The Independent Student Newspaper of Northern Kentucky University.

The Northerner

Student recalls lessons of racism workshop


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The Undoing Racism Workshop is a comprehensive two and a half day workshop that involves learning and understanding the forms and manifestations of Racism and undergoing a process of change by actively participating in the deconstruction of racist institutions. From the very reading of the Contract, there was a common ground that we all stood on that stated that we were all on equal footing and all students interested in the process of Undoing Racism. What I soon learned on the next day of the event was that the previous night was simply a preview of the intensity that was soon to take place. The first exercise was extremely relevant to the body, because it taught us to think outside of the box. And in the presence of new, controversial issues and ideas, inside the box was not the place to be. Though the session for Saturday was nearly twelve hours, the almost overwhelming magnitude of information kept my interest throughout the day. We discussed different beliefs and ideologies. As students of struggle we were forced to analyze all of the socialization process that created us. At times unwillingly walked into territory that was unfamiliar to many. Issues such as diagnosing the reasons for the distortion of wealth in certain communities, and a clear and concise definition of racism were During the second day, we also gained more perspective on such ideas of internalized racial superiority and inferiority. The cultural sharing process consisted of everybody standing up, and presenting a meaningful piece of their heritage to the rest of the participants. We were fortunate to be blessed with a variety of different backgrounds. People danced, sang, read poetry and books, and showed intimate portraits and pictures of their family. One of the most touching parts of the cultural sharing was an heirloom from a woman of Polish ancestry. It was a small statue of a young girl in the traditional everyday clothing of the past. The third day of the workshop tied all of the lessons together. It was important to go through the whole workshop because the third day focused on the organizing aspect of change. Not only did the workshop give intimate tips and strategies to organizing, but it also gave a perspective of how you should organize. And that is from the perspective of an Anti-Racism ideology. The Anti-Racism ideology consists of attacking a problem not from a point-of-view that serves the institutions, but by serving the interests of the people that live within these institutions and are products of the institutions. The Anti-Racists ideology also means that you are accountable to the community in which you work and live. Overall there were a great deal of ideas that were presented that were truly progressive and fundamental of creating and maintaining a new sense of humanity to change the world in which we live. I learned that we must involve ourselves with our community and see the world for ourselves, so that we can transcend the negative influences that we have been taught to believe. We must be active in change, and not depend on the rest of the world to change. As students of this generation and the next, we must become active in progress. We are a new generation. No matter what age, race, gender, or sex you are we must fight for our freedoms more then ever. Some must fight for the preservation of eroding freedoms, while others must struggle for freedoms never known. Whatever the side of the spectrum you come from we must take the opportunity to ally ourselves and to partake in education that will empower ourselves.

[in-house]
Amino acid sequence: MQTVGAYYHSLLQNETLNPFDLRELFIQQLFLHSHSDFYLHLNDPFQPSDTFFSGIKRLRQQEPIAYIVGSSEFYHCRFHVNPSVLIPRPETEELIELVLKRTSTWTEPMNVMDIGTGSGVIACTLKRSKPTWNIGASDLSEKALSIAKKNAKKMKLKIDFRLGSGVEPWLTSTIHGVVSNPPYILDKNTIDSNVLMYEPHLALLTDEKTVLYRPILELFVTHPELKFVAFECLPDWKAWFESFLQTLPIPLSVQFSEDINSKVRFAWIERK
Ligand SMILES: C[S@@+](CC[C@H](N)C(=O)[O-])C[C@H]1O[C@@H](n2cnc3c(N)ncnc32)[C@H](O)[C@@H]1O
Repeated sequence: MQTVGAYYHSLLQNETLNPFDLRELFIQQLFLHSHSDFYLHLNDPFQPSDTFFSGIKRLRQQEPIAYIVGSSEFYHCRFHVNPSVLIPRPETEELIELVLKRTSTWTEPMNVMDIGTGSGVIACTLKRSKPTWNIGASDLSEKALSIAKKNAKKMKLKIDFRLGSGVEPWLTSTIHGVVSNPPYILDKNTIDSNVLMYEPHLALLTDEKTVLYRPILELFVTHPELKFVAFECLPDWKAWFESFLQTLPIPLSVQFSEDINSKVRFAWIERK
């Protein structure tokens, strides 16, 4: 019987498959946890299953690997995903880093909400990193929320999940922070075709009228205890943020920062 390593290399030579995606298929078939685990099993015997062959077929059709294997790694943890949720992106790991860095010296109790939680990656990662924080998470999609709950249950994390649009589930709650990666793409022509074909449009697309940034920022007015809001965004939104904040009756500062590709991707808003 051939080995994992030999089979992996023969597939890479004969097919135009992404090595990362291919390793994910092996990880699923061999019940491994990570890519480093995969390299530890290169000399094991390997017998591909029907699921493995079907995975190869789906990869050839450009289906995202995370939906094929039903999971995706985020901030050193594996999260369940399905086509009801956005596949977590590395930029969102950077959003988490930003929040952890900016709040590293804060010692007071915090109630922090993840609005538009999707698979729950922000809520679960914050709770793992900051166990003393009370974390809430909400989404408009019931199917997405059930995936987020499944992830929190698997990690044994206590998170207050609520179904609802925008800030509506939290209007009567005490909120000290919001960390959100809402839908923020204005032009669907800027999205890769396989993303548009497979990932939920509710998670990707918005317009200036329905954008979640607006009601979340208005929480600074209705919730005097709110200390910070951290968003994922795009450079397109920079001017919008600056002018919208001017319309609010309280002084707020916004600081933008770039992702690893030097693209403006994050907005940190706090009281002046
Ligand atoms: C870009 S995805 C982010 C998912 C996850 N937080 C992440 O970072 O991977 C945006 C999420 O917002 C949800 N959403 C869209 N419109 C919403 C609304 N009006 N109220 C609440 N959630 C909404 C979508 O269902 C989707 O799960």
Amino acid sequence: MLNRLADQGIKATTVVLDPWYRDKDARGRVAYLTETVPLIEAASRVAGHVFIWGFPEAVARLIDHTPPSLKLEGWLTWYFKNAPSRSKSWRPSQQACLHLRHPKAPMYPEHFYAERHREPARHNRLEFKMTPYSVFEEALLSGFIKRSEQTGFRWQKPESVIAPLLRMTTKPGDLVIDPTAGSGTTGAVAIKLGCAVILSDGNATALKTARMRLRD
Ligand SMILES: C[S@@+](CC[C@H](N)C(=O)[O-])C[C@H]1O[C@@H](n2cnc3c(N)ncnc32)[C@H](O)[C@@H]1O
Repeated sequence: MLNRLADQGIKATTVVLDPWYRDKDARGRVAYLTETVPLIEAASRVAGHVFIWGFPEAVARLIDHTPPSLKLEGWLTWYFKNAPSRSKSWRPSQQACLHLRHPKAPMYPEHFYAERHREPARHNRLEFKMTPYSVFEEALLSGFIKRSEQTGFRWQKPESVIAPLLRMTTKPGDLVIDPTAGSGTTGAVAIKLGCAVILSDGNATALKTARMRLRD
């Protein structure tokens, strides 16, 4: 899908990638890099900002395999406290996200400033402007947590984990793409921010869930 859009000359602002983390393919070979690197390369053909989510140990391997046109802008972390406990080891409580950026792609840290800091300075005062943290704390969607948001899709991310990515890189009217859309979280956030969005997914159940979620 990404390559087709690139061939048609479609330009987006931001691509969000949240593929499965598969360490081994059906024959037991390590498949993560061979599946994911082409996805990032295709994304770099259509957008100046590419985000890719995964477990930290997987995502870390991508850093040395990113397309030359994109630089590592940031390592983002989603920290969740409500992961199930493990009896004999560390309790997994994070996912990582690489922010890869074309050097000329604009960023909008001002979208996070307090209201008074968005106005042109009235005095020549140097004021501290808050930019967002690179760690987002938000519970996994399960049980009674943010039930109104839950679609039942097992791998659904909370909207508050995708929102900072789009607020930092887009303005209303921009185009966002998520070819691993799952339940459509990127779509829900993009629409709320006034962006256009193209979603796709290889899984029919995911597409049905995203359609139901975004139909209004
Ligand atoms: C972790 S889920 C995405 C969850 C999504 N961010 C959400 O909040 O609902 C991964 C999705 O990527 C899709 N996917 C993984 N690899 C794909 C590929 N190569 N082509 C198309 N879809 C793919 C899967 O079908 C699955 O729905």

Brandon Hill S.T.A.R. member

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The Independent Student Newspaper of Northern Kentucky University.
Student recalls lessons of racism workshop